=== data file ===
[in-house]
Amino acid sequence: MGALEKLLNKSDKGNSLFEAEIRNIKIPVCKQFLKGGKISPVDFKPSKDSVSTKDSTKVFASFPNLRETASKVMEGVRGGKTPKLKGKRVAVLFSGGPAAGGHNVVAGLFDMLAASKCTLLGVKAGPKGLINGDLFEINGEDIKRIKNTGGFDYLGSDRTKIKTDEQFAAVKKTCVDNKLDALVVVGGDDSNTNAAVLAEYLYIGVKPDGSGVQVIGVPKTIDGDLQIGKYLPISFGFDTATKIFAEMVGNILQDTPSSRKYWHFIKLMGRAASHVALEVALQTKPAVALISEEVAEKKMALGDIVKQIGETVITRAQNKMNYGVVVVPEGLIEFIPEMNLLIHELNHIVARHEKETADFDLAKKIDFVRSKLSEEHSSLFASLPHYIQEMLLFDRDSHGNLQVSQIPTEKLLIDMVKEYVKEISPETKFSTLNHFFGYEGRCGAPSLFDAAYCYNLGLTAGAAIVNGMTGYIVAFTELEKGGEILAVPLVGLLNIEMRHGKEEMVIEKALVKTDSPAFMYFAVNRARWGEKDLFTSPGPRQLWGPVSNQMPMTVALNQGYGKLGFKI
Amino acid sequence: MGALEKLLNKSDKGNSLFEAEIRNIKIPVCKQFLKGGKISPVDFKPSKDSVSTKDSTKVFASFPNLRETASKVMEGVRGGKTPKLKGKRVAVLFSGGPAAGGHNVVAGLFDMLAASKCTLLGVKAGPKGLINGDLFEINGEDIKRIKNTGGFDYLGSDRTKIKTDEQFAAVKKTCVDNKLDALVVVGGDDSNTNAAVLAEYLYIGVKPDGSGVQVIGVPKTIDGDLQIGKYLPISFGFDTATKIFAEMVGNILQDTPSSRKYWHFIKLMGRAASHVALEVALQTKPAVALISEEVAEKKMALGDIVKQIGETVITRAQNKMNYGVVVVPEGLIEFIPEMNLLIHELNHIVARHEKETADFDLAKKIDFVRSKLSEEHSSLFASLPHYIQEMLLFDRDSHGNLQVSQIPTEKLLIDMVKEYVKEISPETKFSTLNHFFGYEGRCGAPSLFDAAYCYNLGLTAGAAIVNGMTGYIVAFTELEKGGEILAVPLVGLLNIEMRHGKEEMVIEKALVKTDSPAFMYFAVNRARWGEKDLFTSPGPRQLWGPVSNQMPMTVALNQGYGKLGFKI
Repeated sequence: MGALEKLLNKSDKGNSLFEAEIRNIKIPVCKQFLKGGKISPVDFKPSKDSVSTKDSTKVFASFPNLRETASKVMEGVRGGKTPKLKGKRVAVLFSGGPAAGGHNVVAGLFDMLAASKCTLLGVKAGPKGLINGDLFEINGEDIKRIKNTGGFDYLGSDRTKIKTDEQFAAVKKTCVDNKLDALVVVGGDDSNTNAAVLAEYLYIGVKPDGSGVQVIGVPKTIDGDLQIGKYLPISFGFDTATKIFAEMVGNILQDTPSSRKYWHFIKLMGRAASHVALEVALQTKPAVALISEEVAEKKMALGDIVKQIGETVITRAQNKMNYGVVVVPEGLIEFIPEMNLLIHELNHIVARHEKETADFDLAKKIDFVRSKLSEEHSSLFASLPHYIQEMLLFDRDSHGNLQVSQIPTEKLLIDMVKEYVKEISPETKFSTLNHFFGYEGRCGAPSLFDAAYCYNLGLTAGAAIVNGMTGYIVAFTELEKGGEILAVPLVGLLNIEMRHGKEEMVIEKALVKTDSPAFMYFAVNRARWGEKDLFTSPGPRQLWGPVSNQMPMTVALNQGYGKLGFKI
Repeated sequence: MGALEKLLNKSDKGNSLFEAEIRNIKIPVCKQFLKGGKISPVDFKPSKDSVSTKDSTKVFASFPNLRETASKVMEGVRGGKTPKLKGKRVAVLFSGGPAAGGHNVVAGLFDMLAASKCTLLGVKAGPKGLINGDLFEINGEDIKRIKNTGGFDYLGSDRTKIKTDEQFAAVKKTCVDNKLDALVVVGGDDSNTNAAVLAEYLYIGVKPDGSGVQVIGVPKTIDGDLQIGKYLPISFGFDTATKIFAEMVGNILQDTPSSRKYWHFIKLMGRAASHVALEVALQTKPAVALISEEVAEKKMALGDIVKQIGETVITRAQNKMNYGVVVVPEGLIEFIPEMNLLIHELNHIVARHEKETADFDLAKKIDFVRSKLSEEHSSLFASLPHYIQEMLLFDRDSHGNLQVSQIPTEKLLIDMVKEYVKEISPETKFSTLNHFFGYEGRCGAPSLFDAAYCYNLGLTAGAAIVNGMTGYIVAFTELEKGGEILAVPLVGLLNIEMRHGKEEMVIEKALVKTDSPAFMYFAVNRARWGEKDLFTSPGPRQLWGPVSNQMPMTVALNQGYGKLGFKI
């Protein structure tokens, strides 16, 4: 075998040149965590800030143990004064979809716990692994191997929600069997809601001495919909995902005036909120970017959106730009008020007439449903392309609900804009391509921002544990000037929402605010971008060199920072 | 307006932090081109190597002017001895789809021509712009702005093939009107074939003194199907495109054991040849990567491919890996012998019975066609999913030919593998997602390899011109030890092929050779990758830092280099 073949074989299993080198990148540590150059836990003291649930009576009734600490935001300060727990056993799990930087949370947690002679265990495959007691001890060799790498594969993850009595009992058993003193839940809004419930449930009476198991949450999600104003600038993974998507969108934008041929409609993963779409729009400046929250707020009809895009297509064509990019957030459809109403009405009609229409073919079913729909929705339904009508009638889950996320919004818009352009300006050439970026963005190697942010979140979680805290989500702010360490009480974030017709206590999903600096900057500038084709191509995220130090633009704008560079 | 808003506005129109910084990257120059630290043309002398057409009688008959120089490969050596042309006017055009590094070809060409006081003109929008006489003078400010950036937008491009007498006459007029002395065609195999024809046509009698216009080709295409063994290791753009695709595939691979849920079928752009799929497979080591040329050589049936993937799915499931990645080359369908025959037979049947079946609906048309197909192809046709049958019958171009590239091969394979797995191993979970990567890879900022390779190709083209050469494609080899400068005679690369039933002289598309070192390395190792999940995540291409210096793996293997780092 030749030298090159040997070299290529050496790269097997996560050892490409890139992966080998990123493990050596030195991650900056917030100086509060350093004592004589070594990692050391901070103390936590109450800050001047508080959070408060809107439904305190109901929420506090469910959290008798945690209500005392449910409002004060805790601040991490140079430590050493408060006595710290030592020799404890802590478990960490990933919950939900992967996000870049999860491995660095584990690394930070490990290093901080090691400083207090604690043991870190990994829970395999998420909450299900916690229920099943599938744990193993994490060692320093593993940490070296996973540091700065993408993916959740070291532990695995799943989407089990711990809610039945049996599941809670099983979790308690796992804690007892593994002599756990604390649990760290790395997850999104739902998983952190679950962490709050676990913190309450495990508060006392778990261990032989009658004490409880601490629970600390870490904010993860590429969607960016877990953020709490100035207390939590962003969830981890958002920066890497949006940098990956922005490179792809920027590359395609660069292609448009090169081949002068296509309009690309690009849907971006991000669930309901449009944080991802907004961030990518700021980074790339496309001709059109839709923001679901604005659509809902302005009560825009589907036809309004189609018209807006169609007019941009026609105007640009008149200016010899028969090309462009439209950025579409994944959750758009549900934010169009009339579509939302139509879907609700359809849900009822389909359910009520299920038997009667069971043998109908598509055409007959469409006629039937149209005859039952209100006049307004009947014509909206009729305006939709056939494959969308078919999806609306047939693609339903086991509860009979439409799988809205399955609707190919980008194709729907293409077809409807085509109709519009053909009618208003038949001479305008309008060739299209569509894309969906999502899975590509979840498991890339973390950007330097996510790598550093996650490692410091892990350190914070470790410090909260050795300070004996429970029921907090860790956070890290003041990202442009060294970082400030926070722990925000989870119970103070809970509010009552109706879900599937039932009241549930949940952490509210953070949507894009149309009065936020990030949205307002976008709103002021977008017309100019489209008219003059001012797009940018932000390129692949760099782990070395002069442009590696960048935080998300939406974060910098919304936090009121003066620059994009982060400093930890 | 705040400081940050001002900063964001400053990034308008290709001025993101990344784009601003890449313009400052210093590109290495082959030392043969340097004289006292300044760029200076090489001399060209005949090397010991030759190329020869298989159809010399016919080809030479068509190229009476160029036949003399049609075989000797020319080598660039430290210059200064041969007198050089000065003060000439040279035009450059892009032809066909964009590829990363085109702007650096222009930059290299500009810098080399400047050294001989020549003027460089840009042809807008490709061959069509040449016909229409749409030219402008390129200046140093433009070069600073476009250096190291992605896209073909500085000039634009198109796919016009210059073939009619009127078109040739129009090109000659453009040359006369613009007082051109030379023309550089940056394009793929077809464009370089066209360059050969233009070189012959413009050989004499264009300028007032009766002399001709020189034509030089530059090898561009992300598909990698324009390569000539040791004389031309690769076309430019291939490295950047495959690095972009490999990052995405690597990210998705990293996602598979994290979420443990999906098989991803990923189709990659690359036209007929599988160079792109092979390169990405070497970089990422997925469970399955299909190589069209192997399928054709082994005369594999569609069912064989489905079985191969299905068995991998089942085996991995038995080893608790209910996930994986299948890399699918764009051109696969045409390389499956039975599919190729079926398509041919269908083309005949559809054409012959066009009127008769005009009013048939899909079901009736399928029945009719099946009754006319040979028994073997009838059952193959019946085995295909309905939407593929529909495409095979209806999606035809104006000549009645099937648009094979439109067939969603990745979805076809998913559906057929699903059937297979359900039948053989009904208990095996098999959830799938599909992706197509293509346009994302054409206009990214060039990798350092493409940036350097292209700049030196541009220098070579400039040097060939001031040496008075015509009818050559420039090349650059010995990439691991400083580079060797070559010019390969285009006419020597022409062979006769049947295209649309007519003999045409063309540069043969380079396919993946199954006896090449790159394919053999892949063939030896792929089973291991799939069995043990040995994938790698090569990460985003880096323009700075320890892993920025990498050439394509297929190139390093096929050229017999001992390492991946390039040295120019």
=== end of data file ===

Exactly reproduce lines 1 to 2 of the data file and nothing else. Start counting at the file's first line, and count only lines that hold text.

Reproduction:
[in-house]
Amino acid sequence: MGALEKLLNKSDKGNSLFEAEIRNIKIPVCKQFLKGGKISPVDFKPSKDSVSTKDSTKVFASFPNLRETASKVMEGVRGGKTPKLKGKRVAVLFSGGPAAGGHNVVAGLFDMLAASKCTLLGVKAGPKGLINGDLFEINGEDIKRIKNTGGFDYLGSDRTKIKTDEQFAAVKKTCVDNKLDALVVVGGDDSNTNAAVLAEYLYIGVKPDGSGVQVIGVPKTIDGDLQIGKYLPISFGFDTATKIFAEMVGNILQDTPSSRKYWHFIKLMGRAASHVALEVALQTKPAVALISEEVAEKKMALGDIVKQIGETVITRAQNKMNYGVVVVPEGLIEFIPEMNLLIHELNHIVARHEKETADFDLAKKIDFVRSKLSEEHSSLFASLPHYIQEMLLFDRDSHGNLQVSQIPTEKLLIDMVKEYVKEISPETKFSTLNHFFGYEGRCGAPSLFDAAYCYNLGLTAGAAIVNGMTGYIVAFTELEKGGEILAVPLVGLLNIEMRHGKEEMVIEKALVKTDSPAFMYFAVNRARWGEKDLFTSPGPRQLWGPVSNQMPMTVALNQGYGKLGFKI